Currently, the mixed fortunes of property companies can be evidenced by stable vacancies with lower rents and ongoing rent relief to affected tenants in the local retail space, and some evidence of tenant failures and downsizing in the industrial market segment. Unfortunately, the office market has demonstrated weak demand and little pricing power. In contrast, the self-storage segment as represented by Stor-age had an exceptionally robust year as they managed to both grow rental rates and also occupancy by ‘letting up’ space. 

    One sign of cheap valuations is that the sector has been attracting significant interest from private buyers as well as corporate activity in recent months. For example, Growthpoint rebuffed an offer for its stake in Globalworth; Arrowhead and Fairvest announced a likely merger; and the iGroup made a compulsory offer to minorities of Emira. Tower also announced an expression of interest from RDC Properties, based in Botswana, for its entire share capital, while RDI Reit was the subject of a successful bid from Starwood Capital.

    The current unrest in parts of the country will no doubt unsettle many Listed Property investors. At the time of writing, we assess the immediate impact on Prudential Property Fund’s holdings as immaterial in the short term.

    The facts supporting our view include: 

    • Landlords are fully insured for physical damage and largely insured for the resulting loss of income;
    • The properties affected represent a fraction of companies’ respective portfolios; 
    • Not all tenants within affected properties were necessarily looted; and
    • The majority of retail rents are paid by large national tenants. 

    Of greater concern to us are the secondary effects, especially the likelihood that small businesses may not be able to restock given underinsurance or a lack of insurance. The likely loss of confidence in the country and associated higher cost of capital and of doing business due to additional security measures are further long-term consequences.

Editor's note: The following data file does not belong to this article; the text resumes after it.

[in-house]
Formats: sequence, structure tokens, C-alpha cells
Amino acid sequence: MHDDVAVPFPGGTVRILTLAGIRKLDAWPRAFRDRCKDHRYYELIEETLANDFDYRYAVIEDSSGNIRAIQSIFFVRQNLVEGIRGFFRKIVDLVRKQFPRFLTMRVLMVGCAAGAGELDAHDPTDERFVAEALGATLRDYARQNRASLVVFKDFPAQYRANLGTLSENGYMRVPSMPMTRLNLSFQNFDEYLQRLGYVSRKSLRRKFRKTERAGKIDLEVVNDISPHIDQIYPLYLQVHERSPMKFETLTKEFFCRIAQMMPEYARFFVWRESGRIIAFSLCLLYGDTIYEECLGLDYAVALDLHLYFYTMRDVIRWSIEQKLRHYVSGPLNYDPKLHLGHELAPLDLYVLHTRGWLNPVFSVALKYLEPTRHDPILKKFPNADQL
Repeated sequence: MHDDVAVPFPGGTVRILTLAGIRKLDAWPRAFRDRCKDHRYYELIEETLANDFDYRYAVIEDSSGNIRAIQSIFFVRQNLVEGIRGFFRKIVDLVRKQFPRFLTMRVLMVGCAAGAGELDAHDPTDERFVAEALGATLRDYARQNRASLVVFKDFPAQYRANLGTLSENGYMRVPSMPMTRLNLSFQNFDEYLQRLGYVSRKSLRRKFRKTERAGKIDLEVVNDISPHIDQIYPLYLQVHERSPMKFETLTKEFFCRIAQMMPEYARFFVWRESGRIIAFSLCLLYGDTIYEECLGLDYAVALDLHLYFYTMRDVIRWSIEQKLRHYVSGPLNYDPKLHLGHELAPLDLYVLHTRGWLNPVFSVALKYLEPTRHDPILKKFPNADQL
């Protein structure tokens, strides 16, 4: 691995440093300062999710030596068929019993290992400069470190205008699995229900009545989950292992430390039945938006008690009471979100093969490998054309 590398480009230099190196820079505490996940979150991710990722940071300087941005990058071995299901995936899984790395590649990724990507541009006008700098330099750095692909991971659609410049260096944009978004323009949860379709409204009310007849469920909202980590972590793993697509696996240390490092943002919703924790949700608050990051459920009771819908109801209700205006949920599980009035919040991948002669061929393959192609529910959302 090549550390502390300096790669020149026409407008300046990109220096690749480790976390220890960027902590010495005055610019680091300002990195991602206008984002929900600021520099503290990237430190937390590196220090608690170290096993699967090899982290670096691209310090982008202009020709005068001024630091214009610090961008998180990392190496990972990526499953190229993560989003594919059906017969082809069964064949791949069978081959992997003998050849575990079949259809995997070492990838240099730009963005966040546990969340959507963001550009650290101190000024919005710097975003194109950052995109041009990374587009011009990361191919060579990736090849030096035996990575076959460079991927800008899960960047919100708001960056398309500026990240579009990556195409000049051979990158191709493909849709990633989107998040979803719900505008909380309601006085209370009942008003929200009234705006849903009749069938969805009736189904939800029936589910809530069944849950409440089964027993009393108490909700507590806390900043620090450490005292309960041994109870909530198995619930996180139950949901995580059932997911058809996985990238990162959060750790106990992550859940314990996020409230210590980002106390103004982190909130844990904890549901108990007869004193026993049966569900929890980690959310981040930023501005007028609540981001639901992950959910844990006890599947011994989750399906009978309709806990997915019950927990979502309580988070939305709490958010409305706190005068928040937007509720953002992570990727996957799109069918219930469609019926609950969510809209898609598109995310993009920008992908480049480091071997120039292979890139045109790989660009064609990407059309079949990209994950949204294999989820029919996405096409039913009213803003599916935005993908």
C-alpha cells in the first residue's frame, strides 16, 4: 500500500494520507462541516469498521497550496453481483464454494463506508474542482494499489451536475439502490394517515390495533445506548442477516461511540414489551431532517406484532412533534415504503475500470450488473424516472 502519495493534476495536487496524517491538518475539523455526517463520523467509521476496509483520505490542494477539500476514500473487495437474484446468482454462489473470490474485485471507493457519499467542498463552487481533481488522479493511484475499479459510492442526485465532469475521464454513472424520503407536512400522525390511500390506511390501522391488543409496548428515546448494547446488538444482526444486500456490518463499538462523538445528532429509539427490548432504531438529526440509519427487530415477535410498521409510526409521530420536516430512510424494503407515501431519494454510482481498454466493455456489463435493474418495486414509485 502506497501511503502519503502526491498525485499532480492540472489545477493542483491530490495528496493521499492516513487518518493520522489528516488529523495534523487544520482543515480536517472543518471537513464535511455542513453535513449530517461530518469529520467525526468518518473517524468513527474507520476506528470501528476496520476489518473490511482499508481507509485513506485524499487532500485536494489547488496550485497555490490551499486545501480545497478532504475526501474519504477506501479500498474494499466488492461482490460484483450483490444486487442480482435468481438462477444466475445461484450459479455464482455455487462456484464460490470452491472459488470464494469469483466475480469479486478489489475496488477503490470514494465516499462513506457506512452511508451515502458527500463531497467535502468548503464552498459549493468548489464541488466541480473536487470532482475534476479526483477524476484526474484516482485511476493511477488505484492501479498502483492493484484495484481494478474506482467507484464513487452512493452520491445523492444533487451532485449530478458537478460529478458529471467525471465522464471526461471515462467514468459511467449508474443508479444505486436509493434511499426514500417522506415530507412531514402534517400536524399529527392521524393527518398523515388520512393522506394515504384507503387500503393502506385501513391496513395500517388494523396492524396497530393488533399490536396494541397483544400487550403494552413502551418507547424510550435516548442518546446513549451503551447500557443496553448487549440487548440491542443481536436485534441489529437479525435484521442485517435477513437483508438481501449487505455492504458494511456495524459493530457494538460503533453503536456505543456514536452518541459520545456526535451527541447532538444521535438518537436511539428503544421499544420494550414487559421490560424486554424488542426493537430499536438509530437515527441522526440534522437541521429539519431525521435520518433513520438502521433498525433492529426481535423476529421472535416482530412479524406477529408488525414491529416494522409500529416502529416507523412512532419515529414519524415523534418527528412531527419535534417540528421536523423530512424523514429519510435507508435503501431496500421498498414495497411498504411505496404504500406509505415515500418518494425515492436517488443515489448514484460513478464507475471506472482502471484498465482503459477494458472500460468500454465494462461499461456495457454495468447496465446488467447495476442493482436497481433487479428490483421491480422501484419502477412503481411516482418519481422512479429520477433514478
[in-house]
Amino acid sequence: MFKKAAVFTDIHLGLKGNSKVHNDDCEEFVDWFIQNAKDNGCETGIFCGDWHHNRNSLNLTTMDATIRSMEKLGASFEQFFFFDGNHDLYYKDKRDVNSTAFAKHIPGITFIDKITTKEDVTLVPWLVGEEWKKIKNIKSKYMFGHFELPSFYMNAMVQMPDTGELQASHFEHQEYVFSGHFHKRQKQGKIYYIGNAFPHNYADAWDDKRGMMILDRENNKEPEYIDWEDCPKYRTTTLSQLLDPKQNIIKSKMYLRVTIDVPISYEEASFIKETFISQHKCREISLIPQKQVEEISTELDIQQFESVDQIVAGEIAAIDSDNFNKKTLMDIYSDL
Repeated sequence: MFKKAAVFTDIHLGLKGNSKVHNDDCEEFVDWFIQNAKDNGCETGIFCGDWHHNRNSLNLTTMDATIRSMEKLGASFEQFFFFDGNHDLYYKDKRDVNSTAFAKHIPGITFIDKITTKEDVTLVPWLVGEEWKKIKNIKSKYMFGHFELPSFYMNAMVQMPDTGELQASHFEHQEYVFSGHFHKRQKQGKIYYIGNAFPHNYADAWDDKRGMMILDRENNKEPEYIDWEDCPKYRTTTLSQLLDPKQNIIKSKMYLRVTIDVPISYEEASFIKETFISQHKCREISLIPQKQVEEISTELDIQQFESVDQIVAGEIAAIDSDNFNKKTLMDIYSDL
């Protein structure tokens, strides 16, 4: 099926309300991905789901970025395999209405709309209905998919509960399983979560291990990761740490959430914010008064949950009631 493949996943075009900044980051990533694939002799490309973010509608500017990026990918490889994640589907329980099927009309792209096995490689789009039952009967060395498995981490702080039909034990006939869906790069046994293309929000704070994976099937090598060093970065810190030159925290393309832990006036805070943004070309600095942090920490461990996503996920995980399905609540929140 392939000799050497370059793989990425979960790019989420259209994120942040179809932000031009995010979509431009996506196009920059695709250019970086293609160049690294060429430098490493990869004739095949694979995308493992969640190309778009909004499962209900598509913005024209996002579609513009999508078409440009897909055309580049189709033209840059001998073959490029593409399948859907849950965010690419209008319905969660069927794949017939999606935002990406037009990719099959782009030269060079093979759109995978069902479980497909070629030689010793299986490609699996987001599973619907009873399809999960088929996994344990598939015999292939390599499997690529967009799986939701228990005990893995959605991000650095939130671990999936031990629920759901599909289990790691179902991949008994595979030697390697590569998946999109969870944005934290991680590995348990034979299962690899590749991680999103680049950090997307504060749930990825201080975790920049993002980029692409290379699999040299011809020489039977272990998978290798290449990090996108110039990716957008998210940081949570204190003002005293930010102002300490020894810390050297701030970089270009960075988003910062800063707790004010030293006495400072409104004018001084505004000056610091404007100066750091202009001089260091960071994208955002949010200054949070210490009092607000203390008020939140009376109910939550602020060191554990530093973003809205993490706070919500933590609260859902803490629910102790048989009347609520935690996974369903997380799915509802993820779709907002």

Prudential Property Fund has attractive active positions

    We would like to remind investors that in May we added  the Prudential Property Fund to our selective range of unit trusts. The new active fund is Prudential’s response to the changing fundamentals and greater company divergence in South Africa’s Listed Property sector. 

    The globalisation of the sector in the past decade, with both foreign property companies choosing to list on the JSE and local property companies expanding offshore, has introduced greater complexity into what was previously a somewhat homogenous industry. On top of this are the longer-term trends of greater competition from online shopping, increasing popularity of work-from-home models and changes in consumer behaviour, all adding pressure to landlords in the sector and leading to different company strategies and new investment opportunities. Consequently we are observing widely diverging company valuations and fundamentals, which create opportunities for active investment managers like ourselves to take advantage of. This was our foundation for offering investors a fund with a more active approach, allowing clients to benefit from the value now available in Listed Property, alongside our existing Enhanced SA Listed Property Tracker Fund.

    Although this is a new fund, it is managed based on the same investment principles and processes that we have been successfully employing for over 20 years now – our valuation-based, risk-cognisant approach. Just as with Prudential’s other equity funds, stock selection and portfolio construction are carried out according to a team-based process. And this active methodology already has a strong track record: it has been used in actively managing the Listed Property exposure within our multi-asset funds like the Prudential Balanced Fund and Prudential Inflation Plus Fund since the beginning of 2019. The fund’s benchmark is the All Property Index, so that investors have access to the largest possible universe of property stocks available in South Africa. 

    The Prudential Property Fund is available directly to retail investors for a minimum R500 investment. For more fund details, visit the Prudential website.